bento culture

Bento tidbits from Japan: Ready-made bento foods from the supermarket

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So, you think that Japanese moms (and wives) prepare homemade bentos completely from scratch? Think again… continue reading...

Bento tidbits from Japan: Kiyoken Hotate Gohan (scallop rice) Bento, a higher end takeout bento

Kiyoken hotate (scallop) bento

I’m busy getting ready for the photo shoot for the bento cookbook, which starts next week, so I don’t have a lot of time for long posts at the moment. So I thought I’d do a brief write up of this bento I had for lunch today. It’s a good example of a higher-end takeout bento, of the kind you might buy in the food hall of a department store, at specialized stores or stalls in the bigger train stations, and so on. continue reading...

Nonchan Noriben, a movie about bentos

A new movie opened in Japan in late September called Nonchan Noriben (the rather sparse listing on IMDB). Here’s a trailer:

The Nonchan part of the title is the name of the little daughter of the main character, Komaki. The Noriben part of the title refers to the name of a classic type of bento. I explained how a noriben is made here, as well as a little bit of the culture behind it. Basically, any bento consisting of layers of rice and nori seaweed is a noriben. continue reading...

A Trio of Bento-Themed iPhone Apps

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One sign that bentos are becoming trendy, if they aren’t already, may be that they are being made into iPhone apps. There is of course the database app from FileMaker, Bento (which messes up searches for bento recipes!), which uses the divided bento box as a metaphor for organizing data. But there are a few apps that actually use the edible box of food we love as the main theme. Here I review three of them - A Bento Box: Virtual Sushi; Obento!; and Charaben. continue reading...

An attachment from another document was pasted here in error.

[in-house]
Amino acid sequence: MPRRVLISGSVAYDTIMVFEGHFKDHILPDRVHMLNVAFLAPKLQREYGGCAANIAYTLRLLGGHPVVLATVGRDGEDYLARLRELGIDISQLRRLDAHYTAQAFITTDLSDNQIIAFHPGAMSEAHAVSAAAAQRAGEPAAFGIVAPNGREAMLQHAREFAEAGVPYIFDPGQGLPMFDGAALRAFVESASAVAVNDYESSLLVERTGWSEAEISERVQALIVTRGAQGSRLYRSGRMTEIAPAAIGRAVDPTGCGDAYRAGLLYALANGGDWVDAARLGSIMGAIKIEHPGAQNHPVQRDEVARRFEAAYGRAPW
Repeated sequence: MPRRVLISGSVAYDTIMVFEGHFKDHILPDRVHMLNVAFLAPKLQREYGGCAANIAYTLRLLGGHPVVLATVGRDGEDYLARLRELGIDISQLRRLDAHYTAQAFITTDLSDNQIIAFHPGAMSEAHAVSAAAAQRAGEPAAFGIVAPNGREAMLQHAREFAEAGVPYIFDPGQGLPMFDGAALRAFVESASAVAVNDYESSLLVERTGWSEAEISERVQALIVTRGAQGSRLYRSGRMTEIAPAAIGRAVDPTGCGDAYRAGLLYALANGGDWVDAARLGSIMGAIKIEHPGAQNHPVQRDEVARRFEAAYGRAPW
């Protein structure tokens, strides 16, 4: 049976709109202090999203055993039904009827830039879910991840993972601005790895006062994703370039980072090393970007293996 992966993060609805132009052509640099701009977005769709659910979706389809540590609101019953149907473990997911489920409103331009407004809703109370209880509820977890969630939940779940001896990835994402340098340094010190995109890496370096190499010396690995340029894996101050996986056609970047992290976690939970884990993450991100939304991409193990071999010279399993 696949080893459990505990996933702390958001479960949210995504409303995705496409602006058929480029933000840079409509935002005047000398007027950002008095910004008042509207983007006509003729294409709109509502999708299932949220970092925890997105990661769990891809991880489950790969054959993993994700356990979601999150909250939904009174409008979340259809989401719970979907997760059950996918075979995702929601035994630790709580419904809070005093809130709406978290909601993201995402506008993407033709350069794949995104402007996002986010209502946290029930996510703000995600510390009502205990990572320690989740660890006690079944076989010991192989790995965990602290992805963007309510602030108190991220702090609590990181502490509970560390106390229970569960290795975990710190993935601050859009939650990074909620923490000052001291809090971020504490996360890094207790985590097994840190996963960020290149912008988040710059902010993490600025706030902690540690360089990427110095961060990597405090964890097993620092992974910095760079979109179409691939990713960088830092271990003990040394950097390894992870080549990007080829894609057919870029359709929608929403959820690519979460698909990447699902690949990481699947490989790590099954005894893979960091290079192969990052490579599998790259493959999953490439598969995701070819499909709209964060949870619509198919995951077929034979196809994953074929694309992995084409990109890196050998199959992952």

Video: Get your kid ready for school and a bento in less than 5 minutes!

I am a bit wary of putting Japanese YouTube videos here, because soon after I do they seem to be taken down. But I’m taking a chance with this one (via sherimiya on Twitter) because it’s just too funny. It’s from a program on TBS (Tokyo Broadcasting System), one of the major Japanese TV networks, called Jitan Seikatsu Gaido Shou (時短生活ガイドショー), an infotainment show about how to save time in all kinds of ways. continue reading...

A Japanese Life of Bento

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Bentos are just starting to penetrate the consciousness of people outside of Japan, though judging from the growing interest in bento sites like this one and several others, it’s definitely trending up. However, the bento or obento (the more polite honorific term) in its many guises is an integral part of life in Japan. Here are the many different types of bento that a typical Japanese person might eat at different stages of life. continue reading...

Popular onigiri fillings and flavors, single Bento Boys, and more

Some bento and onigiri related news that caught my eye recently. Single guys toting homemade bento to work; cheap bento options getting popular; Spam attacks Japan! and more. continue reading...

Onigiri Pon!

One of the questions asked during the Anniversary Giveaway was why Japanese people like cute (kawaii) things so much, as is evident in the cult of kyaraben or charaben. I’m not really sure of the answer to be honest, but it is true that from children to adults, women and even some men, love things that are cute and childlike. It may stem for the appreciation for detail in small objects like netsuke. Or maybe Japanese people are just a bit childish?

Or, maybe it’s because from a very young age, Japanese kids are exposed to kawaii culture. This is from a childrens’ program that airs on the NHK Education channel (NHK is the state-run TV station, equivalent to the BBC) called いないないばあっ! (inai inai baa), which is also the name of the game you play with babies ‘Now you see me…Now you don’t!’. It’s aimed at 0 to 2 year olds, and is the highest rated kid’s show on the NHK. This song is called おにぎりぽん!(onigiri pon!) continue reading...